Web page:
Monday, March 12, 2012
Stuck on a Moment
“How old were you when you got saved?”
“I don’t know.”
It’s a great little evangelical party trick. But it’s also the honest truth. I don’t know when I was saved. There is no “Oh! It was 1984 and I was seven and my mom prayed with me on the couch in the living room” in my history. I actually wish I had a moment, because it would just be a little easier to fit in.
I grew up attending church, but didn’t actually hear anything of the “salvation language” until well into my teens. A few years later, by the time I understood and embraced it all, there was a moment – but it was less “I now believe and accept these things” and more “these things I have believed and accepted”. I prayed a prayer on my own that day that was confirmation rather than commencement. A journey already begun.
So I wonder when it happened. When I first heard the Jesus stories and absorbed them into my simple child-heart? When I was baptized – even though I didn’t really get it then? When I began truly seeking and shedding and studying and it all began to feel like home? When my heart leaped the first time I heard what I so vividly knew deep down – that I so desperately needed a Savior and had found for certain who He was? When – after all this – I prayed that little prayer? When following first became difficult and meant sacrifice?
What I have is a series of moments – a process that only He can interpret. It’s not neat and tidy and easy to unpack in a go-around-the-circle icebreaker.
And that’s okay. I think. Right?
I’ve wrestled with this tension as a mother. Nearly two years ago I looked at Maya and just knew - she gets it. From the beginning she was an intense observer and as a toddler was our Big Question-asker. At five-and-a-half, I heard her prayers and the stories that came out in play. We fielded the questions and watched her respond and it was just so clear. She knew Him. He was so sweetly visible in her.
It thrilled me, and yet, I panicked a little. There’s something we’re supposed to do here. She needs a moment. She needs to ask Jesus into her heart. (Even though we had discussed and acknowledged that that’s not even a Biblical phrase.) I just wanted an easier story for her.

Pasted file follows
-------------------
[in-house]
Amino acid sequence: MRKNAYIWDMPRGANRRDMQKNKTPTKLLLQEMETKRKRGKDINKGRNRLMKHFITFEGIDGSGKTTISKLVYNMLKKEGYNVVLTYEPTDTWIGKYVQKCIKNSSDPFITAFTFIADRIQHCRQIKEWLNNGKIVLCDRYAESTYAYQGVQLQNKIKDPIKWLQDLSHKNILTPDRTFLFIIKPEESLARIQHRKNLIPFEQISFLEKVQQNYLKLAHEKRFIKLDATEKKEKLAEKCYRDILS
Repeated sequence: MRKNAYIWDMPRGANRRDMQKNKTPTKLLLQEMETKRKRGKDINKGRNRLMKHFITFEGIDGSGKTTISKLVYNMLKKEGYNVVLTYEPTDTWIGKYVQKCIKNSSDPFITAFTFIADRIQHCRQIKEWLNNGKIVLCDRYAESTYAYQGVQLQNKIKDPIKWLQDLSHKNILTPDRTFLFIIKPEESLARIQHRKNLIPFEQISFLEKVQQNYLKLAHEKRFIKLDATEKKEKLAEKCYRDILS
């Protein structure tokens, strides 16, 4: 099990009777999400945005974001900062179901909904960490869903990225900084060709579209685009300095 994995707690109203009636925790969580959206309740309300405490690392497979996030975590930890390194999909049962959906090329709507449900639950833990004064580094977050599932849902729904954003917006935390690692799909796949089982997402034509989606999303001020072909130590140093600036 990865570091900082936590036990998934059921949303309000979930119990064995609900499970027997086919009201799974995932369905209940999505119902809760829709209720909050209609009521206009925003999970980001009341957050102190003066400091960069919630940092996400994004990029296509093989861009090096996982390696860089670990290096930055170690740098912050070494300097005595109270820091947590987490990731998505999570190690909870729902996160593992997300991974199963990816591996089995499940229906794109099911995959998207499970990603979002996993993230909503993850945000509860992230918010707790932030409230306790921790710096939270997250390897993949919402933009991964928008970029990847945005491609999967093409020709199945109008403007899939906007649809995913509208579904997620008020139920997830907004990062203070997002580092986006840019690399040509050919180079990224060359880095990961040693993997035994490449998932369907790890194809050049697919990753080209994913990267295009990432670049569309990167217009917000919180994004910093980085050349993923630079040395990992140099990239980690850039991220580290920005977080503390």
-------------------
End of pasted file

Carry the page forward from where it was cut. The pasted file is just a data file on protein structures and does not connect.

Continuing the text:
Can I be embarrassingly honest? I said a prayer with her that evening as an insurance policy. Just in case. I’d been conditioned that this is how it goes and these are the magic words.
It wasn't wrong. For many people, a moment like this is foundational and life-changing. It was what I always wished I’d had myself. But Maya? I don’t even think she’ll remember it. Her story of life with Him had already begun – in spite of our fumbling.
I know now that as parents, our goal is not simply to lead our kids to a moment that we can identify as the one. It is to steadily point them to Jesus. That they would continually recognize their – and our – need for a Savior and grow in the grace and knowledge of Him. And that they would know that His call is not just to come into their hearts once, but to lead their lives. Saving us daily from sin and self.
On Sunday, a grandpa-figure in our church family handed Maya a penny he’d found on the stage of the theater where we gather. She beamed, eyes shining at the gift. I love it that she’s still at the age where a cool-looking penny is a treasure.
We loaded our coats and coffee cups and Sunday School papers into our arms to leave, and she made certain that her precious penny was secure in her fist. As I paused to exchange goodbyes and smiles with friends in the lobby, I felt a tug on my arm and leaned down to hear her shy whisper.
“I’m going to put my penny in the offering box.”
Later, at home, I asked her about the decision.
“Well, I just thought that penny could go to people who need it.”
She’s not an angel child. Oh no. A few hours later we were having pointed talks about listening and oh my goodness no more whining. But in that instant, I was so very blessed. And I know full well that I didn’t do that in her. He did that. I just need to keep encouraging her in that way. Toward all of those moments of transformation. We’re all on the journey.
He just relentlessly keeps on saving us.
Did you have a clear salvation moment? Or a process, like mine? I love how He works His perfect plan so uniquely in each of us, and - as always - I'd love to hear your thoughts.
* * * *